DEFINITION of 'Self-Employment Tax'

Self-employment tax is the imposed tax that a small business owner must pay to the federal government to fund Medicare and Social Security. Self-employment tax is due when an individual has net earnings of $400 or more in self-employment income over the course of the tax year.

BREAKING DOWN 'Self-Employment Tax'

The self-employment tax is to be paid by workers who are considered self-employed. This includes sole proprietors, freelancers, and independent contractors who carry on a trade or business. A member of a partnership that carries on a trade or business may also be considered to be self-employed by the Internal Revenue Service.

In any business, both the company and the employee are taxed to pay for the two major social welfare programs – Medicare and Social Security. When an individual is self-employed, she is both the company and the employee, so she pays both portions of this tax. Social Security tax is assessed at a rate of 6.2% for an employer and 6.2% for the employee. A self-employed worker will be taxed 6.2% + 6.2% = 12.4%, as s/he is considered to be both an employer and an employee. The Social Security tax is only applied to the first $128,400 of self-employment income earned, for a maximum tax of $15,921.60 (as of 2018).

The Medicare tax rate is 2.9%. Total self-employment tax rate is, therefore, 12.4% + 2.9% = 15.3% (as of 2018). So, a self-employed person having net income of exactly $128,400 in 2018 would have to remit taxes of $19,645.20 = $128,400 X 0.153. However, earnings above $200,000 ($250,000 for married couples filing jointly) are subject to an additional 0.9% Medicare tax. The Social Security component of the self-employment tax phases out once net income reaches the low six figures, but all net income is subject to the Medicare tax. Self-employed individuals must pay self-employment tax as a condition of receiving Social Security benefits upon retirement.

Self-employment tax is a tax-deductible expense. While the tax gets charged on a taxpayer’s business profit, the IRS lets him or her count the employer half of the self-employment tax, or 7.65% (calculated as half of 15.3%), as a business deduction for purposes of calculating the tax.

Individuals typically pay self-employment tax on 92.35% of their net earnings, not 100%. For example, Ike, who runs a HR Consulting business, calculates his total net income for the year to be $200,000 after business expenses have been deducted. His self-employment tax rate will be assessed on 92.35% x $200,000 = $184,700. Since this amount is above the capped limit, his tax bill will be 15.3% x $128,400 = $19,645.20. Ike can claim an above-the-line deduction for half of his self-employment tax, or $19,461.60 ÷ 2 = $9,730.80. In effect, he gets a refund on the employer portion (6.2% Social Security + 1.45% Medicare = 7.65%) of his self-employment tax.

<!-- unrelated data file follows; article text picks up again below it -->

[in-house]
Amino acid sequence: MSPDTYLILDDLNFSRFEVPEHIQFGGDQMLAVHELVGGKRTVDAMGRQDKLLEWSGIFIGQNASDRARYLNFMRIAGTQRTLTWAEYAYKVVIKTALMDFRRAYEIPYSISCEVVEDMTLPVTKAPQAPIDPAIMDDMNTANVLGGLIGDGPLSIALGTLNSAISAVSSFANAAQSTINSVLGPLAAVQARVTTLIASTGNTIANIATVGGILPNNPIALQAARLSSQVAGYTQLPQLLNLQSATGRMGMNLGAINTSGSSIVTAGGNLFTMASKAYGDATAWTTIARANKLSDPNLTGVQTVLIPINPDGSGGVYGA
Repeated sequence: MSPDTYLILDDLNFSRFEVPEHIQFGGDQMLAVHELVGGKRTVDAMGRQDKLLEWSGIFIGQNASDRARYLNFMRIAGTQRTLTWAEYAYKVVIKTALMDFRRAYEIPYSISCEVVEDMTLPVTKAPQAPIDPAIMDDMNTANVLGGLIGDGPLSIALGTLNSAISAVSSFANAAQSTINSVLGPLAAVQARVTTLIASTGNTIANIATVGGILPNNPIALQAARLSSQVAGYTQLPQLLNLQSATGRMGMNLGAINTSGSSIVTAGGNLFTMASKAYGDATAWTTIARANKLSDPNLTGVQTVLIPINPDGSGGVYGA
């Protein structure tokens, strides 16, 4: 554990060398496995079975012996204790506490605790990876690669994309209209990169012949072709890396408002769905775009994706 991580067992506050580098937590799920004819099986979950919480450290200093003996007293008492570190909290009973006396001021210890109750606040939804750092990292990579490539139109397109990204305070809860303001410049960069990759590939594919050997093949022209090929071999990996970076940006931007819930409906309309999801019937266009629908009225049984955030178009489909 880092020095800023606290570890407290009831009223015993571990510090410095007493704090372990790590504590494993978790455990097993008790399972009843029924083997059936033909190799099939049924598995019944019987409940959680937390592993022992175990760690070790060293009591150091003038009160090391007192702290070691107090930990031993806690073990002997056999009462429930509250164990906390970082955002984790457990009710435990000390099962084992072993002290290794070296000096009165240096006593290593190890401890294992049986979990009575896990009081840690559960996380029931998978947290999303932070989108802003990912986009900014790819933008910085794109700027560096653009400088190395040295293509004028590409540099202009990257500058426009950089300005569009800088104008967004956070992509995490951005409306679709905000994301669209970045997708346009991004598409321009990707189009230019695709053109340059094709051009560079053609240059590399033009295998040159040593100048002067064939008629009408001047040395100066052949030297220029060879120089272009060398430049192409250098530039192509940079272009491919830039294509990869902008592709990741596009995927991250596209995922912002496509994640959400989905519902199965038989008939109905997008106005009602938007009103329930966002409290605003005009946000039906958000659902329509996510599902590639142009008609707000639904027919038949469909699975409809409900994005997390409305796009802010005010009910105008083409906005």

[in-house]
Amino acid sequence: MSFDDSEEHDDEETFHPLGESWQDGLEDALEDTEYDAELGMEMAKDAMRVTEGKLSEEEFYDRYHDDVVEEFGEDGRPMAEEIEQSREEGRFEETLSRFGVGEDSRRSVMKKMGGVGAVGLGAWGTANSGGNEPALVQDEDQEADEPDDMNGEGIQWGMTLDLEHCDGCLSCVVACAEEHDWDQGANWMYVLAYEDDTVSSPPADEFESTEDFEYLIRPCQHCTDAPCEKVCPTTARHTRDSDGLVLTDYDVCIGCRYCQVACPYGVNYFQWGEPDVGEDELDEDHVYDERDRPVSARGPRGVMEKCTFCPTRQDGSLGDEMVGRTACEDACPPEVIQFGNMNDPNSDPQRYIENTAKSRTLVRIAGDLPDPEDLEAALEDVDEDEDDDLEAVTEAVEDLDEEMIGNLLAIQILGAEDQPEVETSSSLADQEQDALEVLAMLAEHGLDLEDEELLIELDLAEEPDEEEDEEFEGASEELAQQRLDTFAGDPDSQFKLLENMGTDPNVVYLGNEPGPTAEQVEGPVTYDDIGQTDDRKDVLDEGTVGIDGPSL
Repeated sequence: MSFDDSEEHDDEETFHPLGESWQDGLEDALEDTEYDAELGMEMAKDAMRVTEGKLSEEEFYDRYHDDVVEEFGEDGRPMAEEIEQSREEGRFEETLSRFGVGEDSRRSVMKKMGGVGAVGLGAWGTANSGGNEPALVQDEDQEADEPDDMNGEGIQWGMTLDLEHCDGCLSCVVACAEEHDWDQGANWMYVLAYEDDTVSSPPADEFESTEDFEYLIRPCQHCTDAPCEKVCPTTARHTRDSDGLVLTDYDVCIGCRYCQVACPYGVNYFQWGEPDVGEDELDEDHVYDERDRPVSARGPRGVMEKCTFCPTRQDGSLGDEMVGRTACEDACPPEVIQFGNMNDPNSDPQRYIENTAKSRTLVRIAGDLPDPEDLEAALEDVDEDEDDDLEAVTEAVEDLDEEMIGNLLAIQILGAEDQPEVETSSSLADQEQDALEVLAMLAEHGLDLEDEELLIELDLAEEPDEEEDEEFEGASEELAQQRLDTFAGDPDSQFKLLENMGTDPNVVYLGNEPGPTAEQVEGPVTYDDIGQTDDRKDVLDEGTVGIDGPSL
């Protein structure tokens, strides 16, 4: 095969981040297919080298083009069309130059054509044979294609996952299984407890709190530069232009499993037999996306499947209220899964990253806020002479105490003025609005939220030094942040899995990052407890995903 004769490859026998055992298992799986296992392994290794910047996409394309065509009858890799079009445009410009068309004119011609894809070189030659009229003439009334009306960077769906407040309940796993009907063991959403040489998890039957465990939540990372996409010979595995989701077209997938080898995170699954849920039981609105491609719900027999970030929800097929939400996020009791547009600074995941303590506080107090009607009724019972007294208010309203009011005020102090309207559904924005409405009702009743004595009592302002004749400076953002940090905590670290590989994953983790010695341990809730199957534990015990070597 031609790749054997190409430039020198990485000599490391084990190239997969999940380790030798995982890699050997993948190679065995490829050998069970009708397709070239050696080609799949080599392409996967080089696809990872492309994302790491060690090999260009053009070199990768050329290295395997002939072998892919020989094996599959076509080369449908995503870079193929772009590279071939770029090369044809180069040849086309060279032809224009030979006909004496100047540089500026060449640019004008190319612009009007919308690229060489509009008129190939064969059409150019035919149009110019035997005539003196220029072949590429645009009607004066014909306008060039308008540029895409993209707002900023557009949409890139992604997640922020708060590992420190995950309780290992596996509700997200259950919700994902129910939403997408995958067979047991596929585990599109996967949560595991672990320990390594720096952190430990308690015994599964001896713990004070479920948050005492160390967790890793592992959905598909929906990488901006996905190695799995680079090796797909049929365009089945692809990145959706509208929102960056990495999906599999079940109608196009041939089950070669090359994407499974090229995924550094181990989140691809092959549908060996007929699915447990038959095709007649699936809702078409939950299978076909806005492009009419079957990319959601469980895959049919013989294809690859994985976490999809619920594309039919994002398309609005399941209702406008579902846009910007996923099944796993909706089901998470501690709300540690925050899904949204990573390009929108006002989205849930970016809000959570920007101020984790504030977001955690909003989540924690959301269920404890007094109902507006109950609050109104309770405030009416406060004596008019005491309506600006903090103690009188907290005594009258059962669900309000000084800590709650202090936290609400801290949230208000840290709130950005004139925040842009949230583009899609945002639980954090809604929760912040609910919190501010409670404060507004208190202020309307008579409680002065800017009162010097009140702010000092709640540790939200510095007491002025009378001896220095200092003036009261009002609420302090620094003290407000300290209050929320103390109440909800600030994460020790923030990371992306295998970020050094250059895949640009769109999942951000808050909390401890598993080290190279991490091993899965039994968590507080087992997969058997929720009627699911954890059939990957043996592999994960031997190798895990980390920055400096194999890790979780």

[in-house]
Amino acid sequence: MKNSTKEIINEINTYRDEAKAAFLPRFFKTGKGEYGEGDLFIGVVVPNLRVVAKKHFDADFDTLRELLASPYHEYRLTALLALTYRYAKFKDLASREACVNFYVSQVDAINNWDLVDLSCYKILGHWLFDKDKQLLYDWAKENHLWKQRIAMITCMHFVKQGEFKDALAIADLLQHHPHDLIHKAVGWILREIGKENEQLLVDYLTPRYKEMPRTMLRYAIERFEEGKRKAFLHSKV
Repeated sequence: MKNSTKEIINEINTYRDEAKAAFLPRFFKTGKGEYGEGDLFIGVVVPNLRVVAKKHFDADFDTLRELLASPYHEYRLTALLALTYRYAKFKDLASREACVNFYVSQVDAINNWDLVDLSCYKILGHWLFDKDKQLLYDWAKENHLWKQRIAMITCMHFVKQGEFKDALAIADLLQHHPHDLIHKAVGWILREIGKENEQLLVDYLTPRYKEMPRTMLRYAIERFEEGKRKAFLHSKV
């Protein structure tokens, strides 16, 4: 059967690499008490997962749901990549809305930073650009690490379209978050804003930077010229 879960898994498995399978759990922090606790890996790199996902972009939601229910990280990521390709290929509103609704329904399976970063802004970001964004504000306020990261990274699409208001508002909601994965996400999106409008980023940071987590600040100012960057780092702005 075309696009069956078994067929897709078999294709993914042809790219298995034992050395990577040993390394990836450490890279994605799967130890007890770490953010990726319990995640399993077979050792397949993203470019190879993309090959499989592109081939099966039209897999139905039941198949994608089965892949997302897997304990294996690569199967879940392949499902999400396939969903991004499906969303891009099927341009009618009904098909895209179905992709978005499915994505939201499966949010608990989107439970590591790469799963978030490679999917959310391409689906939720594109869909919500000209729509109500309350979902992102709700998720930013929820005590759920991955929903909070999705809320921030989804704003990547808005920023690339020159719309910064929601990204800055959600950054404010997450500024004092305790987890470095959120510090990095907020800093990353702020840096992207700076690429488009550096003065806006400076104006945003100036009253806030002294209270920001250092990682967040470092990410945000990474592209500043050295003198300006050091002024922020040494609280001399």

Workers who are self-employed aren't subject to withholding tax, but the IRS requires taxpayers to make quarterly estimated tax payments in order to cover their self-employment tax obligation. Self-employed people who make less than $400 from self-employment don't have to pay any tax.

Self-employment tax is computed and reported on IRS Form 1040 Schedule SE.

RELATED TERMS
  1. Self-Employed Person

    A self-employed person is an independent contractor or sole proprietor ...
  2. Self-Employed

    Self-employed is a situation in which an individual works for ...
  3. Social Security Tax

    The tax levied on both employers and employees to fund the Social ...
  4. Self Employed Contributions Act ...

    The Self-Employed Contributions Act (SECA) tax is a form of taxes ...
  5. Payroll Tax

    A payroll tax is a tax an employer withholds from an employee's ...
  6. Annualized Income

    Annualized income is an estimate of the amount of money that ...
Related Articles
  1. Insurance

    The Hidden Costs Of Self-Employment

    If you are self-employed, vacation time, health benefits, insurance and taxes are all things you will have to deal with on your own.
  2. Taxes

    10 Tax Benefits for the Self-Employed

    Running your own business has both personal and financial perks.
  3. Retirement

    Retirement Planning for the Self-Employed

    The three retirement-savings options best suited to the entrepreneur.
  4. Taxes

    How to File Your Child's First Income Tax Return

    Use this quick parental guide to help your child learn the tax-filing process and establish good habits.
  5. Retirement

    Savings Options for the Self-Employed Millennial

    Self-employment has many advantages, but one of the disadvantages is the lack of a company-sponsored retirement plan. Here are some other options.
  6. Taxes

    Estimated Taxes Tripping Up More Filers

    If your working as an independent contractor, making sure you cover your bill for estimated taxes is important for avoiding a tax penalty.
  7. Retirement

    Work in the Gig Economy? Don't Miss Out on Retirement Savings

    Here are 5 smart ways the self-employed can save for retirement. Don't miss out – and get financial advice before picking a strategy.
  8. Taxes

    20 Tax Changes You Need To Know About

    Don't miss out on the tax changes. Here's a list that you need to know about.
  9. Taxes

    Who Does The Current Tax Code Benefit?

    Are the non-workers benefiting from the current tax code in any way or is it the wealthy who are still getting the big breaks?
  10. Retirement

    Who Pays Your Social Security Benefits?

    The short answer is, current earners. Taxes on current wages pay the Social Security benefits of retirees, the disabled, children and other beneficiaries.
Trading Center